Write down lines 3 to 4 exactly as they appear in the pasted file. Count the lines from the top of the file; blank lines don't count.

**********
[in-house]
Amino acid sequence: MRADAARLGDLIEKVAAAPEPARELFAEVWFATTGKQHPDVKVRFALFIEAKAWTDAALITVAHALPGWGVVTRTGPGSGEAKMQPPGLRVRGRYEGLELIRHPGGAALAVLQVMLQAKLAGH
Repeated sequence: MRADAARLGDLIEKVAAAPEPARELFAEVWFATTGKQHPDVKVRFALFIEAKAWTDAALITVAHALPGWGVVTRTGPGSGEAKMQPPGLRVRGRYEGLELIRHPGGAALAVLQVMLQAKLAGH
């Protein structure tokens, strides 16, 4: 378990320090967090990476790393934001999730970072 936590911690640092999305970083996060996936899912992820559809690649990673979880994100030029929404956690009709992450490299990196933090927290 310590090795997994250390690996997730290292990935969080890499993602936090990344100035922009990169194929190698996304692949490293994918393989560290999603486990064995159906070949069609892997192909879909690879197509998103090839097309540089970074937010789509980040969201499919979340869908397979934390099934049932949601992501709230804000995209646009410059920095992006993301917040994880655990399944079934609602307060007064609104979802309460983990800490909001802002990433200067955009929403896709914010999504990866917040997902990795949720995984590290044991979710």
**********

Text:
Repeated sequence: MRADAARLGDLIEKVAAAPEPARELFAEVWFATTGKQHPDVKVRFALFIEAKAWTDAALITVAHALPGWGVVTRTGPGSGEAKMQPPGLRVRGRYEGLELIRHPGGAALAVLQVMLQAKLAGH
């Protein structure tokens, strides 16, 4: 378990320090967090990476790393934001999730970072 936590911690640092999305970083996060996936899912992820559809690649990673979880994100030029929404956690009709992450490299990196933090927290 310590090795997994250390690996997730290292990935969080890499993602936090990344100035922009990169194929190698996304692949490293994918393989560290999603486990064995159906070949069609892997192909879909690879197509998103090839097309540089970074937010789509980040969201499919979340869908397979934390099934049932949601992501709230804000995209646009410059920095992006993301917040994880655990399944079934609602307060007064609104979802309460983990800490909001802002990433200067955009929403896709914010999504990866917040997902990795949720995984590290044991979710």